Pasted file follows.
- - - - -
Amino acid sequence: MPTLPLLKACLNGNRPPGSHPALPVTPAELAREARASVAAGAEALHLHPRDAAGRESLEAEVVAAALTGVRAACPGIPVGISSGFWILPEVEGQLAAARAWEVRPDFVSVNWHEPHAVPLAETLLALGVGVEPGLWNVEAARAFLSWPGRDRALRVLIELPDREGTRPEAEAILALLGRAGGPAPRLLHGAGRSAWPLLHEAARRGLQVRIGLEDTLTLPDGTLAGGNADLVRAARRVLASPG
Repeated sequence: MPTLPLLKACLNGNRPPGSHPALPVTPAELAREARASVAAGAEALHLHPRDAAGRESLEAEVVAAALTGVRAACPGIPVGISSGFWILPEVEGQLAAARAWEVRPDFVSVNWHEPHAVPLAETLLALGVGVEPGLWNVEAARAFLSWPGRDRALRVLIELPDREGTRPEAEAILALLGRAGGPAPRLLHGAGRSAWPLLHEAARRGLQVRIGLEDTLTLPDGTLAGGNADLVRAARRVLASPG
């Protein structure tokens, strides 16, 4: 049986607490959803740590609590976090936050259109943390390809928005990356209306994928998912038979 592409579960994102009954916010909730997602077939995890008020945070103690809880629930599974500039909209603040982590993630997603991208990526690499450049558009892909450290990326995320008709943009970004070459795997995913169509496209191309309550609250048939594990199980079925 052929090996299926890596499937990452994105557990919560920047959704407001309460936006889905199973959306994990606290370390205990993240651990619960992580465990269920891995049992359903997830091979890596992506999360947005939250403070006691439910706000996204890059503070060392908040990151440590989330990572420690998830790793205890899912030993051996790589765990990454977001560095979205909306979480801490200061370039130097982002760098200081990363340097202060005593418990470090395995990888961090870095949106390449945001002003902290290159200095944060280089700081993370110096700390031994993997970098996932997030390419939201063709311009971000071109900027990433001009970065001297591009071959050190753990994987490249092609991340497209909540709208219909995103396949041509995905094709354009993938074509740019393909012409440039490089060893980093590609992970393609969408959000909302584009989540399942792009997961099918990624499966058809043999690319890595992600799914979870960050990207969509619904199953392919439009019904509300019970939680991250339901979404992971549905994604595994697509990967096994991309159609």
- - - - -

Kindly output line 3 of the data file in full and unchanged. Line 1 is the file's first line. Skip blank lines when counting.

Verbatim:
């Protein structure tokens, strides 16, 4: 049986607490959803740590609590976090936050259109943390390809928005990356209306994928998912038979 592409579960994102009954916010909730997602077939995890008020945070103690809880629930599974500039909209603040982590993630997603991208990526690499450049558009892909450290990326995320008709943009970004070459795997995913169509496209191309309550609250048939594990199980079925 052929090996299926890596499937990452994105557990919560920047959704407001309460936006889905199973959306994990606290370390205990993240651990619960992580465990269920891995049992359903997830091979890596992506999360947005939250403070006691439910706000996204890059503070060392908040990151440590989330990572420690998830790793205890899912030993051996790589765990990454977001560095979205909306979480801490200061370039130097982002760098200081990363340097202060005593418990470090395995990888961090870095949106390449945001002003902290290159200095944060280089700081993370110096700390031994993997970098996932997030390419939201063709311009971000071109900027990433001009970065001297591009071959050190753990994987490249092609991340497209909540709208219909995103396949041509995905094709354009993938074509740019393909012409440039490089060893980093590609992970393609969408959000909302584009989540399942792009997961099918990624499966058809043999690319890595992600799914979870960050990207969509619904199953392919439009019904509300019970939680991250339901979404992971549905994604595994697509990967096994991309159609």